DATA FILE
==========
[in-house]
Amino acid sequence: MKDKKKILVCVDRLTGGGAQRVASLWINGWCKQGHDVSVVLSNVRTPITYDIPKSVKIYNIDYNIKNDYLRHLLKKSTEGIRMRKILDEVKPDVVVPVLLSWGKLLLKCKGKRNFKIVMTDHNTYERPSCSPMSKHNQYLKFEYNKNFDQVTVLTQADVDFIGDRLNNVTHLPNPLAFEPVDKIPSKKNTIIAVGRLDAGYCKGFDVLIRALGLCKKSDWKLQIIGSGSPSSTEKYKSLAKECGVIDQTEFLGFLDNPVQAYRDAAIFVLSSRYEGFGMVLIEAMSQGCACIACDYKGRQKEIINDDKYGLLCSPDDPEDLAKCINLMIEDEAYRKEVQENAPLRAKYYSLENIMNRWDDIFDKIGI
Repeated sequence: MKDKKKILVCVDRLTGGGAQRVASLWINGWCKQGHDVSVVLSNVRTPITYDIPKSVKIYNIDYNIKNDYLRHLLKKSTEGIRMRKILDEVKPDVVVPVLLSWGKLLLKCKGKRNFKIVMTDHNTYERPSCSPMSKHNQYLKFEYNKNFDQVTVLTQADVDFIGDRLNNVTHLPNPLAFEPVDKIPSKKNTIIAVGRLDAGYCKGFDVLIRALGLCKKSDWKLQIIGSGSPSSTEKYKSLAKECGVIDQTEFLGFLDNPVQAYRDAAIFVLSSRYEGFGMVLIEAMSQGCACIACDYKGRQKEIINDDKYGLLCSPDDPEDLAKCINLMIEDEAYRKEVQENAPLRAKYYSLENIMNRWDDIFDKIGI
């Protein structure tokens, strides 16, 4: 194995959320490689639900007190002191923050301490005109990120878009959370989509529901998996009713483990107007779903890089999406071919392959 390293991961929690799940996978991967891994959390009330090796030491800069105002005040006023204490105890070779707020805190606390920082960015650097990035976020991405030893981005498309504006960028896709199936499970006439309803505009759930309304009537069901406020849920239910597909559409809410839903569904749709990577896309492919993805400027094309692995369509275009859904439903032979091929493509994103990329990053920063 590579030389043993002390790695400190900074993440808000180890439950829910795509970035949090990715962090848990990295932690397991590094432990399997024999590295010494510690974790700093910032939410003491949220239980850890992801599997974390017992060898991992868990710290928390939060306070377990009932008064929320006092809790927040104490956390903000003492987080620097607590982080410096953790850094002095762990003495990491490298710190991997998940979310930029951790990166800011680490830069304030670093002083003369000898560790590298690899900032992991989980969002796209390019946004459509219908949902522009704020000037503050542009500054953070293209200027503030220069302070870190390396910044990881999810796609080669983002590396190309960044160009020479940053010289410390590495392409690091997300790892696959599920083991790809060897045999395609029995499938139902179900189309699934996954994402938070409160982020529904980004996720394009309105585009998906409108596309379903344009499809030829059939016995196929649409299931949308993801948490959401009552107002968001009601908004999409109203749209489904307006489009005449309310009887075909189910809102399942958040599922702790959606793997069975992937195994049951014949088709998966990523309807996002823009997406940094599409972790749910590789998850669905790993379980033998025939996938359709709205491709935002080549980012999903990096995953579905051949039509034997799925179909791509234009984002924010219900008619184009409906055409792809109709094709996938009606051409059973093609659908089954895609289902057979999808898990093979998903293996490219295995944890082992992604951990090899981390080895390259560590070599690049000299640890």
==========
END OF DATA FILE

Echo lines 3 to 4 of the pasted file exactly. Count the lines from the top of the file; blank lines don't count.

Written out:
Repeated sequence: MKDKKKILVCVDRLTGGGAQRVASLWINGWCKQGHDVSVVLSNVRTPITYDIPKSVKIYNIDYNIKNDYLRHLLKKSTEGIRMRKILDEVKPDVVVPVLLSWGKLLLKCKGKRNFKIVMTDHNTYERPSCSPMSKHNQYLKFEYNKNFDQVTVLTQADVDFIGDRLNNVTHLPNPLAFEPVDKIPSKKNTIIAVGRLDAGYCKGFDVLIRALGLCKKSDWKLQIIGSGSPSSTEKYKSLAKECGVIDQTEFLGFLDNPVQAYRDAAIFVLSSRYEGFGMVLIEAMSQGCACIACDYKGRQKEIINDDKYGLLCSPDDPEDLAKCINLMIEDEAYRKEVQENAPLRAKYYSLENIMNRWDDIFDKIGI
């Protein structure tokens, strides 16, 4: 194995959320490689639900007190002191923050301490005109990120878009959370989509529901998996009713483990107007779903890089999406071919392959 390293991961929690799940996978991967891994959390009330090796030491800069105002005040006023204490105890070779707020805190606390920082960015650097990035976020991405030893981005498309504006960028896709199936499970006439309803505009759930309304009537069901406020849920239910597909559409809410839903569904749709990577896309492919993805400027094309692995369509275009859904439903032979091929493509994103990329990053920063 590579030389043993002390790695400190900074993440808000180890439950829910795509970035949090990715962090848990990295932690397991590094432990399997024999590295010494510690974790700093910032939410003491949220239980850890992801599997974390017992060898991992868990710290928390939060306070377990009932008064929320006092809790927040104490956390903000003492987080620097607590982080410096953790850094002095762990003495990491490298710190991997998940979310930029951790990166800011680490830069304030670093002083003369000898560790590298690899900032992991989980969002796209390019946004459509219908949902522009704020000037503050542009500054953070293209200027503030220069302070870190390396910044990881999810796609080669983002590396190309960044160009020479940053010289410390590495392409690091997300790892696959599920083991790809060897045999395609029995499938139902179900189309699934996954994402938070409160982020529904980004996720394009309105585009998906409108596309379903344009499809030829059939016995196929649409299931949308993801948490959401009552107002968001009601908004999409109203749209489904307006489009005449309310009887075909189910809102399942958040599922702790959606793997069975992937195994049951014949088709998966990523309807996002823009997406940094599409972790749910590789998850669905790993379980033998025939996938359709709205491709935002080549980012999903990096995953579905051949039509034997799925179909791509234009984002924010219900008619184009409906055409792809109709094709996938009606051409059973093609659908089954895609289902057979999808898990093979998903293996490219295995944890082992992604951990090899981390080895390259560590070599690049000299640890």